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‘Abusers count on isolation:’ ‘Safer at Home’ not always the case for domestic violence victims

Data pix.

MILWAUKEE -- With families quarantining at home due to the coronavirus, domestic violence advocates worry victims who found relief at school might be stuck at home with an abuser. Though they've changed a bit, resources remain available for those who need help.

Milwaukee Health Commissioner Jeanette Kowalik said officials at the Milwaukee Health Department were working with Milwaukee-area hotels to identify rooms where people in need could stay.

Sojourner Family Peace Center in Milwaukee

"In order for violence to happen, abusers count on isolation," said Carmen Pitre with the Sojourner Family Peace Center.

"Safer at Home" isn't always the case -- especially for those facing domestic violence.

Carmen Pitre

Carmen Pitre

"For us, it's the worst thing that could happen, for survivors to be told to stay in place with the person who's hurting them," said Pitre.

Gov. Tony Evers on March extended the closure of all public and private K-12 schools indefinitely amid the coronavirus pandemic. Gov. Evers' "Safer at Home" order was set to close nonessential businesses by 8 a.m. Wednesday, March 25 through April 24 -- with domestic violence victims' advocates concerned the closures could create the perfect storm.

That's why at the Sojourner Family Peace Center wanted to stress work at the shelter is continuing, with the shelter open, the hotline active, and restraining orders being filed, albeit online, with help from advocates.

"I think it's vital for us to say to people, 'We're still here. You're not alone. It's not your fault,'" said Pitre.

Sojourner Family Peace Center

Sojourner Family Peace Center

Filing a temporary restraining order online

Sojourner officials outlined the process on their website -- and also offered information on contacting the police (you should always dial 911 for an emergency), finding an attorney, finding help with court cases, and learning more about crime victims' rights.

Below is some information from Sojourner's website on getting started filing a temporary restraining order online:

For assistance filing a restraining order, call Sojourner at 414-278-5079. Leave a message that includes your full name and a safe call-back number. An advocate will call back to assist you with filing a TRO online between the hours of 8 a.m. – 4 p.m., Monday – Friday. The temporary restraining order documents will NOT be effective until reviewed and approved by a court commissioner.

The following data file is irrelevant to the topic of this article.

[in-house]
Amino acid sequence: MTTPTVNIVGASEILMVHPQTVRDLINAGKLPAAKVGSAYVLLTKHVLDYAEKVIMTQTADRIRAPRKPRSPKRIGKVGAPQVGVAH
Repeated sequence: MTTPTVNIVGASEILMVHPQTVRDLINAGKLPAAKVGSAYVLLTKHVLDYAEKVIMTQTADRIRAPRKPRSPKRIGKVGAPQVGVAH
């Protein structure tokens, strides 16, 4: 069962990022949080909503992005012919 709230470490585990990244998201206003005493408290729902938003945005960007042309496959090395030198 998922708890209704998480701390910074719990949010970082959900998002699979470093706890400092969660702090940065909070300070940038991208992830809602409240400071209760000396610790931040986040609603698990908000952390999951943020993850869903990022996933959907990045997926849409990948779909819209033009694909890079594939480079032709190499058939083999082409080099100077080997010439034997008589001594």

If you already have filed a restraining order and have an upcoming hearing, report to the Milwaukee County Courthouse, Room 712 on the 7th Floor, at your scheduled time. (Refer to the information on the temporary restraining order paperwork received when you filed.)

For more information about the hearing and how to prepare, call Sojourner at 414-278-5079. Leave a message that includes your full name and a safe call-back number. An Advocate will call back between 8 a.m. – 4 p.m., Monday – Friday to answer your questions about the hearing. Advocates will be on the phone during the hearing to support you and will talk with you after the hearing. If you do not appear to the hearing, the order will be dismissed.

The Women's Center in Waukesha

Angela Mancuso

Angela Mancuso

Angela Mancuso with The Women's Center in Waukesha also spoke out Tuesday, worried about a spike in abuse.

"We're anticipating the more this goes on and the more isolation, the more calls that we'll start to see," said Mancuso.

Domestic violence victims' advocates asked that you keep an eye on your loved ones during this time.

"Pay attention to what's going on around you," said Mancuso.

"Now more than ever, people need to know there is hope," said Pitre.

The Women's Center

The Women's Center

Related resources

The Women's Center hotline: 262-542-3828

Sojourner Family Peace Center hotline: 414-933-2722

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